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[Solved] Undervolting/underclocking Ryzen

helpdesk

#1

Hi, I finally got my new rig put together, but the CPU is running a bit hot for my taste, so I thought - Hey, I don’t need all that speed anyway, and how hard can it be to turn it down a notch?
Well, as it happens, quite a lot harder than expected. Granted I don’t have any experience with overclocking, but I am fairly tech savy, and there are options in BIOS to adjust the voltage, or so it seems, only even when enabled they won’t actually let me adjust anything.
Anyhow, I’m running the Ryzen 2700x on the Asus Rog Swifth x470-i Gaming, if that makes any difference, and I’d very much appreciate some advice, because I really can’t fit a bigger cooler.

Best regards.

Edit:
For future comparison, I have manage what seem to be a stable offset of -8.125v. I’m guessing I haven’t won’t the silicon lottery, but what ya gonna do.


#2

I believe the 2700x has a +10c offset so the CPU will report 10c over what the sensor actually reads. Some software will compensate for this, some will not or need a manual tweak so double check the software you are using for temp monitoring.


#3

That is good to know. I will have to investigate further. The fan doesn’t seem to understand this however, in Linux at least, but it’s all pretty new. Suppose it’ll be solved in time.

Regardless I’ll make sure to boot up in windows to check what’s reported there.

Thanks.


#4

Can you define what “a bit hot” means for you? Because Ryzen is completely fine up to ~80°C…

As for the voltage, on some boards you need to enable that those values actually do anything, not sure how it is in the Asus UEFI though.

Which software are you using for the temperature readout?

The fan doesn’t know and doesn’t care about temperate, it just spins however fast the fan controller wants it to spin.


#5

I suppose “a bit hot” simply means hotter that necessary, but my main annoyance is the fan noise. It is not deafening, but it is certainly notable, and that’s coming from a fan which is supposed to just about as quiet as you can get.

As for the CPU being fine at 80, I must disagree, not least because I expect it to last for a long time.

As for the actual CPU temperature, LM Sensors is showing a pretty stable 50c doing nothing more than writing this reply. Can I keep that down under load? perhaps, but if the noise annoys me at idle, imagine what it’ll do when it actually has to work at it.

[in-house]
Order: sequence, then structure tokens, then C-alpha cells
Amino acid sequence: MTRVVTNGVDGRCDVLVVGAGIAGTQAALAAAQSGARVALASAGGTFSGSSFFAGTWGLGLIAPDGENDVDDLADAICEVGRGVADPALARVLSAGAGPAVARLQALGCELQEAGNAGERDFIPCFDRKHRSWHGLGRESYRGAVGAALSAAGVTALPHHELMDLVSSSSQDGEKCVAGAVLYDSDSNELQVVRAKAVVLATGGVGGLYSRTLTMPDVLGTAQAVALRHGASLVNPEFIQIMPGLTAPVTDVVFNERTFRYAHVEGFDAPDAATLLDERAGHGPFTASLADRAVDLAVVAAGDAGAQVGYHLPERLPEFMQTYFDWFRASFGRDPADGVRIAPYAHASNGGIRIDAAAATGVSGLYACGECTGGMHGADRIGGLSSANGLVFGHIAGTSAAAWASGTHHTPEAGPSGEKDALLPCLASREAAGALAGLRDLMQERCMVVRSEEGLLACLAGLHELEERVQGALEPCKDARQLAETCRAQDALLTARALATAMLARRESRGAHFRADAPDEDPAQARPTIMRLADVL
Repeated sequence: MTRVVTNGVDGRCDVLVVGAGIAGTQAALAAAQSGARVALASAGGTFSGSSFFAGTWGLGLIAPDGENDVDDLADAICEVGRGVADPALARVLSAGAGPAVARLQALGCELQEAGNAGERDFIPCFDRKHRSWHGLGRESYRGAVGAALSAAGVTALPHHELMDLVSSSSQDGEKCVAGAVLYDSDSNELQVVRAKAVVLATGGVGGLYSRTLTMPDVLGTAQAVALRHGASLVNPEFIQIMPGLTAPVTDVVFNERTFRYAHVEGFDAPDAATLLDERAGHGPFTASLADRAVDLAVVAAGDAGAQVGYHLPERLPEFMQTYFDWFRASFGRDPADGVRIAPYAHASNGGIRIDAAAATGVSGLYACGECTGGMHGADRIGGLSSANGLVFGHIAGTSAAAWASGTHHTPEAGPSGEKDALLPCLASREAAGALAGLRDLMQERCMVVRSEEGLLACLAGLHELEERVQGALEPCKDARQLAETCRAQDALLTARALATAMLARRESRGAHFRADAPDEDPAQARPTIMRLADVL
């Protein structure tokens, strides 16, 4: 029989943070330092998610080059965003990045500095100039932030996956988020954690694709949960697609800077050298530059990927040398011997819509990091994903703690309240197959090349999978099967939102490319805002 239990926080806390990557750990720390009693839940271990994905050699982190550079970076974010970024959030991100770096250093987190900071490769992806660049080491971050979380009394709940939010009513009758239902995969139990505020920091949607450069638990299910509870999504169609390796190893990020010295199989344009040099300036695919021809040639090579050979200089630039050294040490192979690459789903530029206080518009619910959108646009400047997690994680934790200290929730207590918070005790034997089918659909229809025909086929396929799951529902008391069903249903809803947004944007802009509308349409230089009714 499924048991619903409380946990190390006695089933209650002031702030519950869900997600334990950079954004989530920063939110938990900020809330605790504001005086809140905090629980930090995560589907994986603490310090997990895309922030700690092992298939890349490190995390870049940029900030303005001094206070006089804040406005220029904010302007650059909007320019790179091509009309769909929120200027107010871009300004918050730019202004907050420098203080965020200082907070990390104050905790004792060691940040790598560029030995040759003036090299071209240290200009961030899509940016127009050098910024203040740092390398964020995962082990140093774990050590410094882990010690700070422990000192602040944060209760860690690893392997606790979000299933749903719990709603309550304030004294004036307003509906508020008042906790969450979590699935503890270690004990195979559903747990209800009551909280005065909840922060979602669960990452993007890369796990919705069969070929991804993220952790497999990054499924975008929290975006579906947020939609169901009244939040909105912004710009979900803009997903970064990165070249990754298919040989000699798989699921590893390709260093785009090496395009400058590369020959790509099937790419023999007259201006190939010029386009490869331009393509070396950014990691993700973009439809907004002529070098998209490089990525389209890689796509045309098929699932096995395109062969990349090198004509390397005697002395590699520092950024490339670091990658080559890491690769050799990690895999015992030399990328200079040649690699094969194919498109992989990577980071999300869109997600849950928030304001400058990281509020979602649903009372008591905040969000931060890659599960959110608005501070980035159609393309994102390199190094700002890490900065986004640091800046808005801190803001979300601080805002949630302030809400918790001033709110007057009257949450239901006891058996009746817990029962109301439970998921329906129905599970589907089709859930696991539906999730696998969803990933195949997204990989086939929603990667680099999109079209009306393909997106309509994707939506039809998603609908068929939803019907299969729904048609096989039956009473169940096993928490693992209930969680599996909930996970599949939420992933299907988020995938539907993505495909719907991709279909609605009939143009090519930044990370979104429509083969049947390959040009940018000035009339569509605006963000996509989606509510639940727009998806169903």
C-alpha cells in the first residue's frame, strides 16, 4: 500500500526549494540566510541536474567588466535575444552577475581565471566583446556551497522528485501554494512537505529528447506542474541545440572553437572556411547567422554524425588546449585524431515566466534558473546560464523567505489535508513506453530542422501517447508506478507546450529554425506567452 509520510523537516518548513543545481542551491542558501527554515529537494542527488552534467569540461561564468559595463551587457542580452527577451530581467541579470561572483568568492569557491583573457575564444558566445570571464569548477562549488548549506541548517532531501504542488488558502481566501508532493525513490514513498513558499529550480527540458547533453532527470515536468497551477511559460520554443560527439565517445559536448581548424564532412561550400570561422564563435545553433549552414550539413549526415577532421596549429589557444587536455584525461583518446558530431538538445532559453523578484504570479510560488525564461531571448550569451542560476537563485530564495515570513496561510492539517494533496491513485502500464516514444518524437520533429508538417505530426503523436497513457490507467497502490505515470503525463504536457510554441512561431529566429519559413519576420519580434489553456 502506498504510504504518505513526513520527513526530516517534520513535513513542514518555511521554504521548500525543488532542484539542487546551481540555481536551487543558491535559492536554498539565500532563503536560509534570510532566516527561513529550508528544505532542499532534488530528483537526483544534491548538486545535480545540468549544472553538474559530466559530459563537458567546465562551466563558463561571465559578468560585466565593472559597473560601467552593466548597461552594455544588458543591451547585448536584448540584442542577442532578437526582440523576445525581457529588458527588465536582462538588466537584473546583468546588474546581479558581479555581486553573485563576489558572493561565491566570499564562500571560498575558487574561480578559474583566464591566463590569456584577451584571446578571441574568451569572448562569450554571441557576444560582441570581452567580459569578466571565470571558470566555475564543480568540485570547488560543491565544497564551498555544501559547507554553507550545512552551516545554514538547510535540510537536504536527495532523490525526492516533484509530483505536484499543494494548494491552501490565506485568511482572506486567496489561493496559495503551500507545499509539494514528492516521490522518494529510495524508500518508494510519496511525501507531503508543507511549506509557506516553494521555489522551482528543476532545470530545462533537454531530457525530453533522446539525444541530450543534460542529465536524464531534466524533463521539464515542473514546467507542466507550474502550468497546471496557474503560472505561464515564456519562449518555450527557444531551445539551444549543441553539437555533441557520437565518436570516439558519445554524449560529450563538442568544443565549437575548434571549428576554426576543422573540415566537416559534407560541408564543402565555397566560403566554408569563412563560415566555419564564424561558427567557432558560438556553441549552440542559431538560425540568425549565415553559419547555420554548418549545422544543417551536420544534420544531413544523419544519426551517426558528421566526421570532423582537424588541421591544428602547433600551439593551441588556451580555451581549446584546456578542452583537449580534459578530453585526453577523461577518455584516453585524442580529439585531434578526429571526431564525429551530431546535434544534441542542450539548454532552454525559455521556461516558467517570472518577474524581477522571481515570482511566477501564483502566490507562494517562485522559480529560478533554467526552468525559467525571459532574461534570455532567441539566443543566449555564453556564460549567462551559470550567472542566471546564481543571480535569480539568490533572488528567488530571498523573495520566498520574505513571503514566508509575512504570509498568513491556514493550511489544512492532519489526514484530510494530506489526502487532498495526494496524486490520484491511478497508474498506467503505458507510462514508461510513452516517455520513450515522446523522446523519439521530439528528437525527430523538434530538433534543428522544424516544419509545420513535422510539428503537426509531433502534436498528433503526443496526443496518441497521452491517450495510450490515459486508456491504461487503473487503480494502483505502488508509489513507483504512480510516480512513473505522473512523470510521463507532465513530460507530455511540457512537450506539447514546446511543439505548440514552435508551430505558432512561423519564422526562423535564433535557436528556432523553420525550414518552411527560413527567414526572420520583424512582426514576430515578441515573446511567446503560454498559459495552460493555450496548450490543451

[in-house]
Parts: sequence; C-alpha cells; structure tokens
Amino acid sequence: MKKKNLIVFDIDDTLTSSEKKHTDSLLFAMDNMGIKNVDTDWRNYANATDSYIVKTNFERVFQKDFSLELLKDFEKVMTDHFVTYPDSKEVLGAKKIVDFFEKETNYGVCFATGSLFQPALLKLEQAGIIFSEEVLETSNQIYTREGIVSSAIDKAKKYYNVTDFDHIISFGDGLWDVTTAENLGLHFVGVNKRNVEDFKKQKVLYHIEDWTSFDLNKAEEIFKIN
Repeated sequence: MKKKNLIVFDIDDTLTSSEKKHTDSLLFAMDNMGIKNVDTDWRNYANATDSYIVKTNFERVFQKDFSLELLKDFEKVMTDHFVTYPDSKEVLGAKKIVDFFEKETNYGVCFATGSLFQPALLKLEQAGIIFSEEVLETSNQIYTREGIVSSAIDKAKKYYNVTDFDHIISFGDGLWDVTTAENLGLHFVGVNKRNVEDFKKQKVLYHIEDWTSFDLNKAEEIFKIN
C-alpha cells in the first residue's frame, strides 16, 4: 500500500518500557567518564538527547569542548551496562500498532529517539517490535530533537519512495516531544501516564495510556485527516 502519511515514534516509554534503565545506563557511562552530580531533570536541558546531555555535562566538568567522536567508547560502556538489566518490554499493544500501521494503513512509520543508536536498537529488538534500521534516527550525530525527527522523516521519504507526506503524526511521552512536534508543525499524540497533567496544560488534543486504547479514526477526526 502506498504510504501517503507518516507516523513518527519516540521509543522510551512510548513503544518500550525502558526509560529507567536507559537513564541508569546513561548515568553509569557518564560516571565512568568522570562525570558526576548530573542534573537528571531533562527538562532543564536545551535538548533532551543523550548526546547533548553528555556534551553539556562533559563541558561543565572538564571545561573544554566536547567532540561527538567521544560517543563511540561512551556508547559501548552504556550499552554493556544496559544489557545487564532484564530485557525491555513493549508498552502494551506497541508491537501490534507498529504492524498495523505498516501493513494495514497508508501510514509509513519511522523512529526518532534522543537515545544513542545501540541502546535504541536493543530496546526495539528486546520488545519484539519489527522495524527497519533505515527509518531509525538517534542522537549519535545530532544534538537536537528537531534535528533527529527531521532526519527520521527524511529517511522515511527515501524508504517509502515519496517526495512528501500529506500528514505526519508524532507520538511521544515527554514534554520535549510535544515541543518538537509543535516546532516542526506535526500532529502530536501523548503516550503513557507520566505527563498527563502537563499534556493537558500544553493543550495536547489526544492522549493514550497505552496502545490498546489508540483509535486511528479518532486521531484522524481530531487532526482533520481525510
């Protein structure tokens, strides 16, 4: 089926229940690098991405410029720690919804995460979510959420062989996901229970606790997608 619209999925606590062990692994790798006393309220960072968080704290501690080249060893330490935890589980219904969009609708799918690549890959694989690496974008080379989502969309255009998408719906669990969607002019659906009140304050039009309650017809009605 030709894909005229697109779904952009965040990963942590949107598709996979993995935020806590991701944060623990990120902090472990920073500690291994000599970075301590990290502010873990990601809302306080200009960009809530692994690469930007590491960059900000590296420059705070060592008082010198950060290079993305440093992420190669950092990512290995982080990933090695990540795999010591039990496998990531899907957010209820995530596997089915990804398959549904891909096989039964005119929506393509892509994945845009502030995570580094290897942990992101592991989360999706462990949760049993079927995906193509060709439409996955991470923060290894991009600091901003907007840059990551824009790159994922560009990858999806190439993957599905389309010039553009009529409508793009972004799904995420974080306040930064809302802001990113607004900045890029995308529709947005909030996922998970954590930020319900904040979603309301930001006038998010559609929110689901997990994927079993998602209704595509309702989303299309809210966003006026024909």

#6

Silicon doesn’t really care about temperature if it’s inside the specs. Typically that is around 100°C to 110°C and the PC will turn off long before that due to temperature protection. Heat does not degrade it in any measurable way in a reasonable timespan.

50° Idle does seem a little high though. Have you checked paste application, re-seated the cooler and the usual steps?

Also what kind of components are you using anyway?
Cooler, case, fans


#7

It is possible that I got a case of bad paste application, and the cooler is a bit under powered, being a Noctua l9x65, but that’s all I could get room for in the case, which is a Silverstone Milo ml08, which doesn’t help either, nor does the Asus Rog Swift Vega 64 I suppose.
Still, for the most part I don’t intent stress it very much, so it should be possible to make it works.
Taking of the cooler and reapplying paste is not something I look forward to, it has been a struggle to say the least to get everything to fit. I only succeeded today putting on both side panels, having had the hardware since Friday, and I had to be very careful with the cables, ruining the sub3 connector in the process, mod the case slightly and take off the shroud and fan sticker from the graphics card. :wink:

So all in all, if I could save a little power and solve the problem by undervolting, I wouldn’t mind in the slightest.


#8

Hm well, it’s not the best case in terms of Airflow I guess and a GPU that blows heat into the case isn’t going to help either.

Honestly in that case 50°C isn’t all that bad considering it’s only a 92mm fan.

But anyway, reducing the voltage or multiplier should work, but I don’t have an asus board so I can’t say how the over-/underclocking works there.


#9

the GPU is pretty much isolated I should say. Basically has it’s own intake and went, but as for the rest, no the airflow isn’t great. There is a slight possibility that I might be able to fit a number slim 80mm fans to the outtake at the bottom, and I might even be able to fit a bigger fan in place of the CPU fan. I know Noctua makes a 120mm fan just 1mm thicker than the current one, but while that would certainly help with airflow, I fear it wouldn’t do the CPU any favors.

Anyway, I suppose I’ll just have to come up with a better solution.


#10

Well, I figure out the undervolting part. It was simply a matter of lag of instructions. I suppose if I’d just read the manual I wouldn’t have had this pleasant conversation, though for now it doesn’t seem to have had much of an impact.

Can anyone tell me what amount you normally undervolt with? .1 doesn’t really seem like a lot.


closed #11

Still kind of a question

Even though solved


opened #12

#13

That depends on the silicon lottery.
There is no general voltage for undervolting. Some CPUs might go down 0.1 V or more, some might not even post at 0.05V less.


#14

Well, just a quick one. I’m sure I can find the answer somewhere. Didn’t realize you where so adamant about closing threads. Is somewhat new here.


#15

Ok, so it’s not off by a large margin. That’s all I needed to know. Thanks.


#16

No, generally steps in CPU voltage are pretty small, because the max save voltage is typically pretty low to begin with (1.5V iirc).


#17

My bad, just got a bit over zealous.